I have created this blog with the hopes that you, my friend, will follow me as I sail around the world (figuratively or literally, not sure yet) with my parents on their Contest 48. Whereas I hope to keep you updated with exciting adventures of exotic ports and epic waves, keep in mind that cruising - that is, traveling by boat in a leisurely fashion - tends to be filled with days of intense boredom, punctuated by moments of sheer terror. Please keep this in mind as you read these entries, for this platform will be just as much an attempt for me to maintain my sanity (and connection to the California-based world), as entertainment and reassurance for you. And so, follow me as I sail the world.

P.S. All material on this blog, words and photos alike, are copyrighted by me. Copyright 2010, 2011, 2012, 2013, 2014, 2015, 2016, 2017, 2018. If you decide that this material is worth re-publishing, please give me credit and lots and lots of money.

Monday, November 28, 2011

A Kiwi Thanksgiving and Other Short Stories

Lars, me and Yuka celebrating Thanksgiving Kiwi/cruiser style.

Yes, Thanksgiving has come and gone and I hope you had a nice celebration with your family and friends. It is, after all, the best holiday ever and quite unfortunate that the Kiwis do not celebrate. (I think the relations between the Maoris and Europeans were even worse than those between the Native Americans and Europeans.) However, we were able to find a restaurant putting on an "American Style" Thanksgiving dinner buffet (conveniently located at the head of the dock) and recruited our cruiser friends to join us for dinner, even though none of them are American.

My high school English teacher always told us, "Friends are the family you choose for yourself." I could not agree more. Whereas I really missed being with my brother and sister, aunts, uncles and cousins, friends and home this holiday, I felt like I was surrounded by people who have become a sort of surrogate family, or at least my best friends and a strong circle of support. We had a nice pre-party on the boat where I drank many Kiwi beers and a few gin and tonics, and then we headed to the restaurant.

Ever since my family started traveling we have had a motto: expect it to be different. And it always is. The restaurant tried, but the food - albeit standard Thanksgiving food - was pretty bad. Not that it really mattered, but it made me appreciate the bomb-ass meals my family puts together for the occasion. Aside from a weird prayer that the owners of the restaurant tried to do in the middle of dinner (which almost made me lose it) it was a nice time.

Generally, things have been pretty damn nice around here. Except for this flat spell - apparently the worst in history (of this year) - things are going well. The day after Thanksgiving a bunch of us - Merkava people, Sarah Jean people, Lars from Twister who came up from Auckland for the occasion, and us all went out to Ocean Beach. Kiwis call Ocean Beach "Ocean's", and look at me funny when I call it OB, but what else is new. I had seen on the internet that there was supposed to be a 3-4 foot swell at Ocean's but when we got there it was flatter than flat. You can imagine my disappointment.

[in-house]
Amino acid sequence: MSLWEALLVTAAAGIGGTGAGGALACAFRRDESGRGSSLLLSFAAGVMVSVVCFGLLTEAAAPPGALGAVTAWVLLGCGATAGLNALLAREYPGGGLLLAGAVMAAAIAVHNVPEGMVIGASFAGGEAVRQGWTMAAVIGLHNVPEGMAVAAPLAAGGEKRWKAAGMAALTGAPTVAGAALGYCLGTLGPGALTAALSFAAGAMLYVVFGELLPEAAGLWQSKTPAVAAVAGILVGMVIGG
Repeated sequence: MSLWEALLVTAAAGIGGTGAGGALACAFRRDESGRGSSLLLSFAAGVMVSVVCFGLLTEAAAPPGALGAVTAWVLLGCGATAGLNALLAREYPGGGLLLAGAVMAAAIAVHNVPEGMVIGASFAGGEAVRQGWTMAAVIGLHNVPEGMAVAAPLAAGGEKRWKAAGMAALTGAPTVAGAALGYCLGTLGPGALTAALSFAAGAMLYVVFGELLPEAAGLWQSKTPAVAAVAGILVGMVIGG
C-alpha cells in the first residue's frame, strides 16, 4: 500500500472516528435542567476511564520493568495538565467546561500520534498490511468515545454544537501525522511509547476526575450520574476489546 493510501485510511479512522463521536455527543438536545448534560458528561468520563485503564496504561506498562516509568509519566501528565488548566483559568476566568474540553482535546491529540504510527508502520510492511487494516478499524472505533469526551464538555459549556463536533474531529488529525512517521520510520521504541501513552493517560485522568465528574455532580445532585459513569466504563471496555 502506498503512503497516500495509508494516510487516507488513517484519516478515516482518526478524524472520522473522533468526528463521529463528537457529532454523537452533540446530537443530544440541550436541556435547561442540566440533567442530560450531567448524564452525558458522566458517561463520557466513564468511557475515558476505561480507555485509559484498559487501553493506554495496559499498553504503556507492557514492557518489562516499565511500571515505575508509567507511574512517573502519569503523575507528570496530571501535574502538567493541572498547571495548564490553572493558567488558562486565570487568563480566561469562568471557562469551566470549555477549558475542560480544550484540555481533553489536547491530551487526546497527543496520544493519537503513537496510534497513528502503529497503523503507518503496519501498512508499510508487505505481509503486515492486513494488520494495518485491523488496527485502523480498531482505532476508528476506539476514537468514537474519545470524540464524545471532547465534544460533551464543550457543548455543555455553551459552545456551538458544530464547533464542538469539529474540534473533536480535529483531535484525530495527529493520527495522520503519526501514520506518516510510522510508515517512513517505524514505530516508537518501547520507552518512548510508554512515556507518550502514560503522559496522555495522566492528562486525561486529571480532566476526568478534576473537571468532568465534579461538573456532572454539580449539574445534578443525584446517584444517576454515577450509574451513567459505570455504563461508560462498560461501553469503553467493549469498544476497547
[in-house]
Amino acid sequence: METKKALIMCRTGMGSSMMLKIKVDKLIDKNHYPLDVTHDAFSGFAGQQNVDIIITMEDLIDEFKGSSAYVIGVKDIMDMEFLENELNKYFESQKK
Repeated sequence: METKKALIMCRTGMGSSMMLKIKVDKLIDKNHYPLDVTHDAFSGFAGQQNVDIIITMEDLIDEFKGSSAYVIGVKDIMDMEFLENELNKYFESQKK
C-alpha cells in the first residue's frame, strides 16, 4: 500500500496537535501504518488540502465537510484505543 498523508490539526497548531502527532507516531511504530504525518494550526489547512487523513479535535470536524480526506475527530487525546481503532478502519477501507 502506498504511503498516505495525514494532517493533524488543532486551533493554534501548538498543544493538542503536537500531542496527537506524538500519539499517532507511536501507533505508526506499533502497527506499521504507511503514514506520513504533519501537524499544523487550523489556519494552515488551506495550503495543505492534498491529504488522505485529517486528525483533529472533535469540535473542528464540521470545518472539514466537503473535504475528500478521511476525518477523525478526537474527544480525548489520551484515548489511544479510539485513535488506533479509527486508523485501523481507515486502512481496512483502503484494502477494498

We walked down to the beach only to find a dolphin beached on the sand. Yuka and I jumped in the water and helped the dolphin into deeper water, and then waded around with it to make sure it wouldn't beach itself again. It was amazing to hold a wild animal like that. It was so big and kind of gnarly with big scars all over its body, but smooth and gentle (at least with us). After a while it swam off and I noticed a little shorebreak wave down the beach, peaking and peeling in a perfect tiny barrel. I ran back to the car to get a boogie board and spent the rest of the afternoon tucking into little close-out barrels. Not a bad day.

Saturday was another good day. I was invited to another Thanksgiving celebration buy an American guy who owns a surf shop up the road. We had a nice BBQ lunch and then decided to go looking for pipis - some sort of shell fish that lives in the shallows and sand bars. We didn't find any but had fun playing around in the water. On Sunday I went back out to Ocean's and did some lifeguard training.

To become a New Zealand State Volunteer Lifeguard you have to swim 400 meters in under 9 minutes (no problem), do a 200 meter run -swim-run in eight minutes (maybe a problem), do a mock rescue, complete a CPR and First Aid test as well as a written test. Everybody out at the beach is laid back about everything, but I feel like I am not taking things seriously enough to pass. We will see.

Other than that, everything is pretty chill. Although, with this flat spell I have taken to doing weird things like climbing mountains and running and swimming in a pool. Yuck. I guess it is good practice. I also applied for a working holiday visa so that I can maybe perhaps kinda get a job. Yuckier. Like I said, lack of surfing makes me do weird things. But someday the waves will return and then we will really see what goes down.

1 comment:

  1. Hey nice Thanksgiving story Corie. It was great to spend it with and the rest of our Muskateer family. Good luck with your surfing lifesaving test. I'm sure you'll ace it!
    Sarah Jean people